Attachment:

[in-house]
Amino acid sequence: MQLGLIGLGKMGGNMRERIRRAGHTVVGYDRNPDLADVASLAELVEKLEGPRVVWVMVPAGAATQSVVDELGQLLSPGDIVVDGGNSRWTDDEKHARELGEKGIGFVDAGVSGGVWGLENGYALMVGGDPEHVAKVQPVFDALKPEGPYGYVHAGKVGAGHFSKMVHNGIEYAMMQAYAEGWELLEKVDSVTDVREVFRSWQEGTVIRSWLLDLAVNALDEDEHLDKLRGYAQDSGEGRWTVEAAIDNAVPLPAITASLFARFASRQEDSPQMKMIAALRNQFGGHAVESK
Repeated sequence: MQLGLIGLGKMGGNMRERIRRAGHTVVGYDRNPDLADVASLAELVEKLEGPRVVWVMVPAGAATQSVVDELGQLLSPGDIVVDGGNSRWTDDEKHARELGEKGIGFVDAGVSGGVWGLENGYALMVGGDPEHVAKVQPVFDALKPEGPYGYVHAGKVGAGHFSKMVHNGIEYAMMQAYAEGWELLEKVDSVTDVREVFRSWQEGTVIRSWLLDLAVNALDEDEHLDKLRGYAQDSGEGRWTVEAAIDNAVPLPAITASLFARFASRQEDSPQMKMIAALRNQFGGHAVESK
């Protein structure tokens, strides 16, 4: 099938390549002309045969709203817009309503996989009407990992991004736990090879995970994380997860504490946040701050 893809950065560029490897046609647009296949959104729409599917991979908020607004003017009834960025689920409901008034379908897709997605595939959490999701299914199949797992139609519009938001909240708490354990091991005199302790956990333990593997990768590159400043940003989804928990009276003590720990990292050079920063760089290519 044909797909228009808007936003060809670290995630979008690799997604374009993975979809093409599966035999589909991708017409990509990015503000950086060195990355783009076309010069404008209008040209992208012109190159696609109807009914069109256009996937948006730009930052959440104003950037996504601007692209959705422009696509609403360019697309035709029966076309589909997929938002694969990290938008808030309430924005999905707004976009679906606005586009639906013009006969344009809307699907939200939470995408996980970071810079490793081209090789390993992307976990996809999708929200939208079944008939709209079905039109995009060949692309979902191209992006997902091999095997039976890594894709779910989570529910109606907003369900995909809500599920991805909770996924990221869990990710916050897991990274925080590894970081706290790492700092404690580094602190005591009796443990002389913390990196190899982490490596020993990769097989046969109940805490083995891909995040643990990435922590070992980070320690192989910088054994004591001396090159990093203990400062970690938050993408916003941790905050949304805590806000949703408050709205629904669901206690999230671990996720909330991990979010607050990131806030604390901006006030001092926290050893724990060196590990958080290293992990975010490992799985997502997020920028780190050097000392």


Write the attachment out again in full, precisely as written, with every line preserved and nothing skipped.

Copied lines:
[in-house]
Amino acid sequence: MQLGLIGLGKMGGNMRERIRRAGHTVVGYDRNPDLADVASLAELVEKLEGPRVVWVMVPAGAATQSVVDELGQLLSPGDIVVDGGNSRWTDDEKHARELGEKGIGFVDAGVSGGVWGLENGYALMVGGDPEHVAKVQPVFDALKPEGPYGYVHAGKVGAGHFSKMVHNGIEYAMMQAYAEGWELLEKVDSVTDVREVFRSWQEGTVIRSWLLDLAVNALDEDEHLDKLRGYAQDSGEGRWTVEAAIDNAVPLPAITASLFARFASRQEDSPQMKMIAALRNQFGGHAVESK
Repeated sequence: MQLGLIGLGKMGGNMRERIRRAGHTVVGYDRNPDLADVASLAELVEKLEGPRVVWVMVPAGAATQSVVDELGQLLSPGDIVVDGGNSRWTDDEKHARELGEKGIGFVDAGVSGGVWGLENGYALMVGGDPEHVAKVQPVFDALKPEGPYGYVHAGKVGAGHFSKMVHNGIEYAMMQAYAEGWELLEKVDSVTDVREVFRSWQEGTVIRSWLLDLAVNALDEDEHLDKLRGYAQDSGEGRWTVEAAIDNAVPLPAITASLFARFASRQEDSPQMKMIAALRNQFGGHAVESK
């Protein structure tokens, strides 16, 4: 099938390549002309045969709203817009309503996989009407990992991004736990090879995970994380997860504490946040701050 893809950065560029490897046609647009296949959104729409599917991979908020607004003017009834960025689920409901008034379908897709997605595939959490999701299914199949797992139609519009938001909240708490354990091991005199302790956990333990593997990768590159400043940003989804928990009276003590720990990292050079920063760089290519 044909797909228009808007936003060809670290995630979008690799997604374009993975979809093409599966035999589909991708017409990509990015503000950086060195990355783009076309010069404008209008040209992208012109190159696609109807009914069109256009996937948006730009930052959440104003950037996504601007692209959705422009696509609403360019697309035709029966076309589909997929938002694969990290938008808030309430924005999905707004976009679906606005586009639906013009006969344009809307699907939200939470995408996980970071810079490793081209090789390993992307976990996809999708929200939208079944008939709209079905039109995009060949692309979902191209992006997902091999095997039976890594894709779910989570529910109606907003369900995909809500599920991805909770996924990221869990990710916050897991990274925080590894970081706290790492700092404690580094602190005591009796443990002389913390990196190899982490490596020993990769097989046969109940805490083995891909995040643990990435922590070992980070320690192989910088054994004591001396090159990093203990400062970690938050993408916003941790905050949304805590806000949703408050709205629904669901206690999230671990996720909330991990979010607050990131806030604390901006006030001092926290050893724990060196590990958080290293992990975010490992799985997502997020920028780190050097000392």